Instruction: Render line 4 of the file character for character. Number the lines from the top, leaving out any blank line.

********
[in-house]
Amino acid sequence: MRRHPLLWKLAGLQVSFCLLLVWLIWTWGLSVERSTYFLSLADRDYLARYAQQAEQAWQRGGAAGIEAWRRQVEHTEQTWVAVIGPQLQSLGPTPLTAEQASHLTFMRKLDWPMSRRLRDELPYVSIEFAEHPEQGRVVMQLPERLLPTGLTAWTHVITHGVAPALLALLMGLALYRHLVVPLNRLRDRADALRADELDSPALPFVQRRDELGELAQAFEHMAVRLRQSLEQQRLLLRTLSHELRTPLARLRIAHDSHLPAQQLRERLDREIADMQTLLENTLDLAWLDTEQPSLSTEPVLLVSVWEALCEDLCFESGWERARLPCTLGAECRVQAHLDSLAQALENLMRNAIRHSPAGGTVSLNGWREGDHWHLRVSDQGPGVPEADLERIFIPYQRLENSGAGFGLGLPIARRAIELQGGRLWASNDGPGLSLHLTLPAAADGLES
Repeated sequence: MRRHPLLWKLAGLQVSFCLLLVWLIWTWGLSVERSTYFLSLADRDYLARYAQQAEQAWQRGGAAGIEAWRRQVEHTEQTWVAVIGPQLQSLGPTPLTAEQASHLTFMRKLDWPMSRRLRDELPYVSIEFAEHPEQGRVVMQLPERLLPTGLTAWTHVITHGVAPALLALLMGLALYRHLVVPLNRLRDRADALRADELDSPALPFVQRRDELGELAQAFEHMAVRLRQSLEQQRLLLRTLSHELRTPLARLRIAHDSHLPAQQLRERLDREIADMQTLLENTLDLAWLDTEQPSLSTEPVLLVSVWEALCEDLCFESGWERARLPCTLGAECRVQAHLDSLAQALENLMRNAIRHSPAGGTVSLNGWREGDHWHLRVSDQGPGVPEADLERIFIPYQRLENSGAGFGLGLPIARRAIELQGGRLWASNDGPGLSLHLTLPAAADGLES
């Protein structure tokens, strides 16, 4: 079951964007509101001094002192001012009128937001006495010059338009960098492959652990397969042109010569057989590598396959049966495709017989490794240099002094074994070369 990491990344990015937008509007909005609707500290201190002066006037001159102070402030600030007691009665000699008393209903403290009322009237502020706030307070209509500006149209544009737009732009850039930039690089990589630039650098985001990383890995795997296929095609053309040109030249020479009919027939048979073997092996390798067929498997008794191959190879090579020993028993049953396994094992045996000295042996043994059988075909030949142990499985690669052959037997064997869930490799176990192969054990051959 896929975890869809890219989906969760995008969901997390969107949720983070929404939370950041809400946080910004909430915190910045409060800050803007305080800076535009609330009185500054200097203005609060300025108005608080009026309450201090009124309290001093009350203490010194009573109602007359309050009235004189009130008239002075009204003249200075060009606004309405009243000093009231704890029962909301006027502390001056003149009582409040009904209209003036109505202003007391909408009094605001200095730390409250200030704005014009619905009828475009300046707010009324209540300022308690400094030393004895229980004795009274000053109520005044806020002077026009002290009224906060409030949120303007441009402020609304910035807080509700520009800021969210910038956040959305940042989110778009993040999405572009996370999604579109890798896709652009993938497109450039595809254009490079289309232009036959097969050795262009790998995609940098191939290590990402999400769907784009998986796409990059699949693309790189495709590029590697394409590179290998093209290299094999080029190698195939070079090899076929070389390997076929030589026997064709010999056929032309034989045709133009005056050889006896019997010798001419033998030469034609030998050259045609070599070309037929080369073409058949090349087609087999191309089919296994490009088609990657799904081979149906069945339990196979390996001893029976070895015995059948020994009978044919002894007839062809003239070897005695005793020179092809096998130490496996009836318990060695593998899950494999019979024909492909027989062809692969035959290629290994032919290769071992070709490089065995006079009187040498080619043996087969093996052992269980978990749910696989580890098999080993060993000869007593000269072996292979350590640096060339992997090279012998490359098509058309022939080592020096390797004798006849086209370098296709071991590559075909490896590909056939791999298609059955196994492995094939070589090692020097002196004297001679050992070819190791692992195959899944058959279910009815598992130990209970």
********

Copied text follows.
């Protein structure tokens, strides 16, 4: 079951964007509101001094002192001012009128937001006495010059338009960098492959652990397969042109010569057989590598396959049966495709017989490794240099002094074994070369 990491990344990015937008509007909005609707500290201190002066006037001159102070402030600030007691009665000699008393209903403290009322009237502020706030307070209509500006149209544009737009732009850039930039690089990589630039650098985001990383890995795997296929095609053309040109030249020479009919027939048979073997092996390798067929498997008794191959190879090579020993028993049953396994094992045996000295042996043994059988075909030949142990499985690669052959037997064997869930490799176990192969054990051959 896929975890869809890219989906969760995008969901997390969107949720983070929404939370950041809400946080910004909430915190910045409060800050803007305080800076535009609330009185500054200097203005609060300025108005608080009026309450201090009124309290001093009350203490010194009573109602007359309050009235004189009130008239002075009204003249200075060009606004309405009243000093009231704890029962909301006027502390001056003149009582409040009904209209003036109505202003007391909408009094605001200095730390409250200030704005014009619905009828475009300046707010009324209540300022308690400094030393004895229980004795009274000053109520005044806020002077026009002290009224906060409030949120303007441009402020609304910035807080509700520009800021969210910038956040959305940042989110778009993040999405572009996370999604579109890798896709652009993938497109450039595809254009490079289309232009036959097969050795262009790998995609940098191939290590990402999400769907784009998986796409990059699949693309790189495709590029590697394409590179290998093209290299094999080029190698195939070079090899076929070389390997076929030589026997064709010999056929032309034989045709133009005056050889006896019997010798001419033998030469034609030998050259045609070599070309037929080369073409058949090349087609087999191309089919296994490009088609990657799904081979149906069945339990196979390996001893029976070895015995059948020994009978044919002894007839062809003239070897005695005793020179092809096998130490496996009836318990060695593998899950494999019979024909492909027989062809692969035959290629290994032919290769071992070709490089065995006079009187040498080619043996087969093996052992269980978990749910696989580890098999080993060993000869007593000269072996292979350590640096060339992997090279012998490359098509058309022939080592020096390797004798006849086209370098296709071991590559075909490896590909056939791999298609059955196994492995094939070589090692020097002196004297001679050992070819190791692992195959899944058959279910009815598992130990209970």